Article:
Director Gurinder Chadha crafted something fun and highly entertaining in Blinded By The Light. Based on a true story, the story focuses on Javed (Viveik Kalra), the son of Pakistani immigrants living in mid-80s suburban Luton, a time and place filled with economic hardships and a rise in racism and intolerance. Amidst that, Javed finds the music of Bruce Springsteen and discovers how that music speaks to universal truths. He’s particularly affected by it because Javed is a writer himself, filling notebook after notebook with essays and poems and dreaming of a career where he can do that professionally.
Standing in the way of that dream is Javed’s father, who wants his son to pursue something more practical. Much of the movie’s conflict is centered around the clash between generations, with the older parents wanting Javed to follow a certain, largely traditional path and keep his head down and ignore the hatred around them. But Javed wants to be a teen, make his own path and take a stand against the nationalism infecting the country.
The disagreements between Javed and his father are constantly butting heads in part because of the recession gripping the country at the time, one that results in the father losing the job he’s held for decades and pushing the family to the edge of financial ruin. He wants Javed to be more secure and not have the same struggles, so a career in writing is a flight of fancy, one that can’t possibly come with any security.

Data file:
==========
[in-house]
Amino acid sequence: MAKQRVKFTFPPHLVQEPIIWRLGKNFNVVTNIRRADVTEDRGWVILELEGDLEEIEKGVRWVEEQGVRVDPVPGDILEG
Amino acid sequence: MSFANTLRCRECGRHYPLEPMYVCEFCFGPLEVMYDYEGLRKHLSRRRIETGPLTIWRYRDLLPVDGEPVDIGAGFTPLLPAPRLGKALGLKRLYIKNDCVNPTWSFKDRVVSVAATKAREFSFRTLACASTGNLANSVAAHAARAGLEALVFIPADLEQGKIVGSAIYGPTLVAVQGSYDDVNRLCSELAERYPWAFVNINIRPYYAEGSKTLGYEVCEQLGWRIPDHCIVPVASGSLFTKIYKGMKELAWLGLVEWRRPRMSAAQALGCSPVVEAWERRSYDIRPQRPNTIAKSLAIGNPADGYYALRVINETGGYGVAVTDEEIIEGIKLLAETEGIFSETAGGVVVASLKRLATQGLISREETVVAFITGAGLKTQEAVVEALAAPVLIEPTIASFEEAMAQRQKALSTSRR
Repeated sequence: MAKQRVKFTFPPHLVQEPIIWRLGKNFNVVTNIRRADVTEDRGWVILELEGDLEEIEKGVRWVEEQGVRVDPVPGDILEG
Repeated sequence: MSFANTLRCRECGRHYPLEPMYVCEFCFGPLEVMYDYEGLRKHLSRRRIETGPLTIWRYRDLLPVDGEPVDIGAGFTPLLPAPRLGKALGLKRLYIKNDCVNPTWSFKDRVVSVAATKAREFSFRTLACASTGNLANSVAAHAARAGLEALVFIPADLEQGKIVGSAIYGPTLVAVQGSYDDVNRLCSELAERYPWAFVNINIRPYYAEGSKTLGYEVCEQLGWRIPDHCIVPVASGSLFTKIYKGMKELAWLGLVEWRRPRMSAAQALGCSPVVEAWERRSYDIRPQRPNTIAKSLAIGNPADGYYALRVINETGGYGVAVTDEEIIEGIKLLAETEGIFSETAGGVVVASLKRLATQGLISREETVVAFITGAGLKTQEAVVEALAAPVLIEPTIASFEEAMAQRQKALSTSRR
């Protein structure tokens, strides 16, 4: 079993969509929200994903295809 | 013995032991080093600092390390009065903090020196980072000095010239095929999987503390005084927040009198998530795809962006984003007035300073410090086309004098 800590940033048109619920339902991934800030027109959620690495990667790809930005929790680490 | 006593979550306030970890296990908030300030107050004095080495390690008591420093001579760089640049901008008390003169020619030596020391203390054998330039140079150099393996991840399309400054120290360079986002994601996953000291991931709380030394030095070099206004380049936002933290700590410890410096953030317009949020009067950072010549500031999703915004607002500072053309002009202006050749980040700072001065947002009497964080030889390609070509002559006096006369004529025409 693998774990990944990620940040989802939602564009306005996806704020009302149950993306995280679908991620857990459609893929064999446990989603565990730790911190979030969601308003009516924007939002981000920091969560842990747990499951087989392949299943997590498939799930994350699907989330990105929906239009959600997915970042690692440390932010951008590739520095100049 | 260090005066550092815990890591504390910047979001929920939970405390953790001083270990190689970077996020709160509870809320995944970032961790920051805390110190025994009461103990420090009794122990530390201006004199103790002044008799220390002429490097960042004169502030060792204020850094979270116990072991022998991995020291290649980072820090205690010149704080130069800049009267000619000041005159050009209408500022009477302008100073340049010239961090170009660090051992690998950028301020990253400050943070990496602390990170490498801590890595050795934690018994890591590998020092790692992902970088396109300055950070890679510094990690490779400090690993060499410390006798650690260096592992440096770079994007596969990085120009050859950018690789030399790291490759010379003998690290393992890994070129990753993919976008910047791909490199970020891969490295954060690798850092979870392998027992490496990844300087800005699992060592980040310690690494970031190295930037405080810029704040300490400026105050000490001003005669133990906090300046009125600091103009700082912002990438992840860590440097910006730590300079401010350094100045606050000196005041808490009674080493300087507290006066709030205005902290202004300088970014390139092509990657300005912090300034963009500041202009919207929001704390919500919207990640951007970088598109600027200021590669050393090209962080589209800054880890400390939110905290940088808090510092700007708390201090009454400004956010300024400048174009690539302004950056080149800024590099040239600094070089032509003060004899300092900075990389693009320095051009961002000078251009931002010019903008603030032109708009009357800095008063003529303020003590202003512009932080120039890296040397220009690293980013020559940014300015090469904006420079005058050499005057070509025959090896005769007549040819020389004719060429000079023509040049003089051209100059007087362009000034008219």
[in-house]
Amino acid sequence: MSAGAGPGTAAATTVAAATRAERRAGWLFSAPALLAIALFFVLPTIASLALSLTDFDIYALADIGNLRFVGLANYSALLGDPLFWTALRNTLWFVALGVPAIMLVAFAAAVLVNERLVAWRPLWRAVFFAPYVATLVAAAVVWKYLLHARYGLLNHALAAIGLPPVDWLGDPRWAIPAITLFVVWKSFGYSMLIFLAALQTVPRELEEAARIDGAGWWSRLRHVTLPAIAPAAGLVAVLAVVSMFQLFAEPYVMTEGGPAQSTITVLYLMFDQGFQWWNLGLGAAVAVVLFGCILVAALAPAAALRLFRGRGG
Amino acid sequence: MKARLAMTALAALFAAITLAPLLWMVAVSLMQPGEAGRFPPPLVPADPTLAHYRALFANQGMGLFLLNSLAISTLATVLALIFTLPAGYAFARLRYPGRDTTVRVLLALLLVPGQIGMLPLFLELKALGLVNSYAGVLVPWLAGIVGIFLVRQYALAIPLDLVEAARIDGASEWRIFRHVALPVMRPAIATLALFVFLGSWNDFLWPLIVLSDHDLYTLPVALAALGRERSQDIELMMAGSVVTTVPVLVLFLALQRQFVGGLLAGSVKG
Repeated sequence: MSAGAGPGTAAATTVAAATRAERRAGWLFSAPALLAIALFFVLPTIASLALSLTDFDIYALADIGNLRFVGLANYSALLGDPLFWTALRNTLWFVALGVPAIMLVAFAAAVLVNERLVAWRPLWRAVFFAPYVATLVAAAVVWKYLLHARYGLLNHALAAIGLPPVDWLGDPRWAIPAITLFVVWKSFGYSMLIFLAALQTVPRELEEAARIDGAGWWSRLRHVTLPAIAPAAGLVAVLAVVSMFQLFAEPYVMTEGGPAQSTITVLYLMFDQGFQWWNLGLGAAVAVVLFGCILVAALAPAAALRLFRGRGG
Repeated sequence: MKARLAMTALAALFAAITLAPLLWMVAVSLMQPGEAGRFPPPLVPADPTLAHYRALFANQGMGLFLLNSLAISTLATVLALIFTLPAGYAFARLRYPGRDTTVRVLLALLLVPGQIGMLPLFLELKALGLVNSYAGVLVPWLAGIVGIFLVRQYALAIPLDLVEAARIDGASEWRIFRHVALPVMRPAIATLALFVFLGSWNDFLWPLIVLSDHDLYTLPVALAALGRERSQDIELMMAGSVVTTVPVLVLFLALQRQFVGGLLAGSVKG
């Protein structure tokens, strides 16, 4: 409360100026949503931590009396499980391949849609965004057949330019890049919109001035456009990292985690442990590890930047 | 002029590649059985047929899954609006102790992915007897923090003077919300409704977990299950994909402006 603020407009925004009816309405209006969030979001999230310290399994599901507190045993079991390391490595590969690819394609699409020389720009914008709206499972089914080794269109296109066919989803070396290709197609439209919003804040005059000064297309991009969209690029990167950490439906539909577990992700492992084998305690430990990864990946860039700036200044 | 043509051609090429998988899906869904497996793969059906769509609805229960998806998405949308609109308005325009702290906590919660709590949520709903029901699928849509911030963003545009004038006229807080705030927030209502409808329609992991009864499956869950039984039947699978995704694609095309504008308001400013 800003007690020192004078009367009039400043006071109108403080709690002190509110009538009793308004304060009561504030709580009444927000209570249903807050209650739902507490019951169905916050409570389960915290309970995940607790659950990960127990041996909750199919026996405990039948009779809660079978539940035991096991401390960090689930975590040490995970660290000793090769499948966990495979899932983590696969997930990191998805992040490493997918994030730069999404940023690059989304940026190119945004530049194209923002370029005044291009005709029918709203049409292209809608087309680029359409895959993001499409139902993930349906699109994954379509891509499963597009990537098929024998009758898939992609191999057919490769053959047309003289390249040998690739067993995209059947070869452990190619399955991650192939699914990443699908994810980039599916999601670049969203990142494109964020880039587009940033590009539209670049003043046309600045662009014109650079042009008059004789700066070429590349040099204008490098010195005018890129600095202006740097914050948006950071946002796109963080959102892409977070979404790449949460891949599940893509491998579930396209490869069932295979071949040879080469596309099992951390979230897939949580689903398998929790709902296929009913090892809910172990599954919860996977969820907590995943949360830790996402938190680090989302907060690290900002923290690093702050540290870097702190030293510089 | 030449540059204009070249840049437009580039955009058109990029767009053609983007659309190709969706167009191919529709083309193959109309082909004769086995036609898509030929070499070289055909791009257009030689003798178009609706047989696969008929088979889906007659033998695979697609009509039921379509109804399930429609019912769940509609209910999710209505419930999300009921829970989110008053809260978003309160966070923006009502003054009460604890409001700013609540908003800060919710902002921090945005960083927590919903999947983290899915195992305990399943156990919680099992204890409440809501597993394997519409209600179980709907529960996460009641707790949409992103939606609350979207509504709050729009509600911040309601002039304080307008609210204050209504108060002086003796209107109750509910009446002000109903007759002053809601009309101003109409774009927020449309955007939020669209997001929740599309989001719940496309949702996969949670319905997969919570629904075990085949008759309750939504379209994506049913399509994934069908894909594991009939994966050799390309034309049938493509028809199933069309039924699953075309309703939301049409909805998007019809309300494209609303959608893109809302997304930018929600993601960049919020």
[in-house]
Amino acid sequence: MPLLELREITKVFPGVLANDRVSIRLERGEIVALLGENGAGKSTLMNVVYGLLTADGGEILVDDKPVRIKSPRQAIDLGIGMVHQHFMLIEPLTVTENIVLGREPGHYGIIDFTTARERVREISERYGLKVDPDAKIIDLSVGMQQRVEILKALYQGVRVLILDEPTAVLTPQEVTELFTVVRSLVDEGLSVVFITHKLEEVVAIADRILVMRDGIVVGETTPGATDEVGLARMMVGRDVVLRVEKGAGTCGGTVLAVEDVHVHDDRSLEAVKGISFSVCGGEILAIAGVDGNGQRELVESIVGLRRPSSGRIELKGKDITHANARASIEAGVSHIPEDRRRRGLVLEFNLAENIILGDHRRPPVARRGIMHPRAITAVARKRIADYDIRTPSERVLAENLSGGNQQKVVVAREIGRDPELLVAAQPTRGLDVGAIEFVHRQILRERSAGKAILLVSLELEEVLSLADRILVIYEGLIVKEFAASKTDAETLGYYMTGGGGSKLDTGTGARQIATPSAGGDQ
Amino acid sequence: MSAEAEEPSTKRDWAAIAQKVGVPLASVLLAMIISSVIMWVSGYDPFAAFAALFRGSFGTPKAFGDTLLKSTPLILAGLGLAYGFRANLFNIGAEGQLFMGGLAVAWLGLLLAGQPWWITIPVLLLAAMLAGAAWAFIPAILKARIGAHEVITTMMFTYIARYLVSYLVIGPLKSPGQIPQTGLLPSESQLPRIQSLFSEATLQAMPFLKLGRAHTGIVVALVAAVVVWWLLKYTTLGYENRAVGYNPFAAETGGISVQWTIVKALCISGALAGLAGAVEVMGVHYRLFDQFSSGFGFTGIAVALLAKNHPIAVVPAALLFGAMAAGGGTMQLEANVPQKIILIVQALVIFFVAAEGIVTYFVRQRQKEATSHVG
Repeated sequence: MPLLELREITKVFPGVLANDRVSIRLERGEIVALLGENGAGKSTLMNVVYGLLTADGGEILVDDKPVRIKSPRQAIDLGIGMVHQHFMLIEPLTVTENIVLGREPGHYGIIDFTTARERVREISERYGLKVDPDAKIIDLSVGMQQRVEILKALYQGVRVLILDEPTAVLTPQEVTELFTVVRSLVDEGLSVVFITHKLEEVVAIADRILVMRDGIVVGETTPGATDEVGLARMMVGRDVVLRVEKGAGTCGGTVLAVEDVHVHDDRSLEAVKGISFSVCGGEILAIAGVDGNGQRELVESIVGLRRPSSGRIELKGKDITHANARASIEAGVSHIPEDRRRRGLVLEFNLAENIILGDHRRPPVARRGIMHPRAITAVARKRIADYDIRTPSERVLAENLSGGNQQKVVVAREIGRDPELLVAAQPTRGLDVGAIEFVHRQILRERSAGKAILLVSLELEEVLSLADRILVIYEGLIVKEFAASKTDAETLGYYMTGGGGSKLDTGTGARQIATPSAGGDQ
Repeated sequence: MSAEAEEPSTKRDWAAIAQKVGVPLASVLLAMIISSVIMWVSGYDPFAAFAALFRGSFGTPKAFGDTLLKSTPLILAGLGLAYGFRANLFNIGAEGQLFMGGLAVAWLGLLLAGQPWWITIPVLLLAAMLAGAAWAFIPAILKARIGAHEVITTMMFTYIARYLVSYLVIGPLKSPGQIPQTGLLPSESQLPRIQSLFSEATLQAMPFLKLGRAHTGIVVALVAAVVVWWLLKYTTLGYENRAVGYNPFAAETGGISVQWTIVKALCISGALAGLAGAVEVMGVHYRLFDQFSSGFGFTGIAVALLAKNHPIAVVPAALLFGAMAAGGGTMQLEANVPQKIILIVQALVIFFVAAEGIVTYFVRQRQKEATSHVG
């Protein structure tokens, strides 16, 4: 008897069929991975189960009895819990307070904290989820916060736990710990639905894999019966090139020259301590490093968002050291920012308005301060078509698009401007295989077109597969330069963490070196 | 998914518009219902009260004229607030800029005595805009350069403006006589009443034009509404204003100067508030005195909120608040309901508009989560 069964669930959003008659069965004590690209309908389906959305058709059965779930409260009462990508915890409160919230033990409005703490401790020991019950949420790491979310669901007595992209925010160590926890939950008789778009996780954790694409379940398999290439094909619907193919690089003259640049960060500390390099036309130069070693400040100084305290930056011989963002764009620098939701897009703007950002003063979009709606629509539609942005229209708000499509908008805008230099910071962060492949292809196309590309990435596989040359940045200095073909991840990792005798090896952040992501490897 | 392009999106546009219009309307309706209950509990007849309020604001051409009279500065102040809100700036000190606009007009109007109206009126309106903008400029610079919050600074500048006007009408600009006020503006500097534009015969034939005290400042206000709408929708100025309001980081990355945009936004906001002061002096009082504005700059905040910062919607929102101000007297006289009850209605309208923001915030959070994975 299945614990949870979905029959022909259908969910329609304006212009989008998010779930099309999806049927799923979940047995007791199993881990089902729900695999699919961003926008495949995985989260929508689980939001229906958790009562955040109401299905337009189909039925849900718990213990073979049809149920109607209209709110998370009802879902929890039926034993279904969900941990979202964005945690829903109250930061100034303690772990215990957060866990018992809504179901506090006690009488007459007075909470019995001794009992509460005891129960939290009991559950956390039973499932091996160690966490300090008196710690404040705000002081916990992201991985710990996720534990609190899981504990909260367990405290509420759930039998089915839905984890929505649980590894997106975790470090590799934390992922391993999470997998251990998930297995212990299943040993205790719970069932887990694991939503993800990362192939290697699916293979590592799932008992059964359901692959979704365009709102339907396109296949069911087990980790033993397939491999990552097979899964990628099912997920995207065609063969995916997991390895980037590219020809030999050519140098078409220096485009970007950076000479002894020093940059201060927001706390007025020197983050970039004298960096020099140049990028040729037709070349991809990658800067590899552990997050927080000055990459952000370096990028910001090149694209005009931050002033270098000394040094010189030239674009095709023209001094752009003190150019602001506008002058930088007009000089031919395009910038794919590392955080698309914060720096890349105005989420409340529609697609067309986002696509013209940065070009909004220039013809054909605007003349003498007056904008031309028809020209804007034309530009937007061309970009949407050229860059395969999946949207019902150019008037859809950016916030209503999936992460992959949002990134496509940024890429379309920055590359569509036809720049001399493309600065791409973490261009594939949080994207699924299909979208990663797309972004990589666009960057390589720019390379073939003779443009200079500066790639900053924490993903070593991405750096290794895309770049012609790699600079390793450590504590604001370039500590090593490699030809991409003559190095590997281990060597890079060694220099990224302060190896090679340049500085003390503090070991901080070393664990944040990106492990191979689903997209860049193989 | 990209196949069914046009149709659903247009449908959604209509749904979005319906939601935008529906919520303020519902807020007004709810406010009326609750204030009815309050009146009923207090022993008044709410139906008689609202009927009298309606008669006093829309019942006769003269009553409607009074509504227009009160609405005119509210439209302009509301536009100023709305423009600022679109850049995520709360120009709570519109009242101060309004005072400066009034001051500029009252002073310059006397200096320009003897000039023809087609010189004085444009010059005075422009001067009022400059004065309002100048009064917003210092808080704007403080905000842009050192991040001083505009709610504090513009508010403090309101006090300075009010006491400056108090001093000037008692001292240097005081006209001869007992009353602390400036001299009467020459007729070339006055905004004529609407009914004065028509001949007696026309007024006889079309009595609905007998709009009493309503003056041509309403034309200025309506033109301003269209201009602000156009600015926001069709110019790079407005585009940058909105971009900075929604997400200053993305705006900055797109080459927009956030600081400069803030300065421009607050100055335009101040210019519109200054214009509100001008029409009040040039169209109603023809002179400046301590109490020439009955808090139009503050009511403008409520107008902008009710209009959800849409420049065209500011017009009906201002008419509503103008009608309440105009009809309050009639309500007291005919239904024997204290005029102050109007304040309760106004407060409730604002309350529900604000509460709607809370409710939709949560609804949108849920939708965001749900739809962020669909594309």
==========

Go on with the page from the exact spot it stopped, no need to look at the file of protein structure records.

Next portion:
In that way, the story of Blinded By The Light offers a great example of the benefits a Universal Basic Income situation can offer a society.
The real life Sarfraz Manzoor, on whom Javed is based, did go on to become a journalist and professional writer of course, but others who grow up with the same dream aren’t always as lucky. They are forced to make choices based on financial realities, opting to pursue some other profession that offers a more stable income and other options.
As the movie points out, if Javed were forced to make that decision the world would be denied an important voice. He may not be a best-selling author or a well-renowned poet, but his creations would still be important to himself and potentially others. Art still matters, even if the audience is small.
UBI means the freedom to pursue passions without consideration of how a living will be made. If they don’t have to worry about paying the rent or procuring health insurance, they can choose not to take a job they don’t care for but instead can keep creating their art and put something new and precious into the world.
That budding artists are forced by society to compromise their callings because without doing so they won’t be able to afford the basics in life is a tragedy.
While the movie isn’t perfect – it suffers from not being able to quite commit to being a musical – it has that and other important and entertaining messages to send. It captures that moment of teenage life when you discover something and are obsessed with it to the point where you annoy everyone around you talking about it all the time. It also shows how music can inspire and reach across cultures.
The $18 million grossed by Blinded By The Light at the box office was largely seen as disappointing, but it’s a great choice for home viewing, where you can sing along with the outstanding soundtrack and overlook some of the story’s issues more easily.
Mostly, though, it should be seen as a warning of what might be missed when we force all our artists to get other jobs.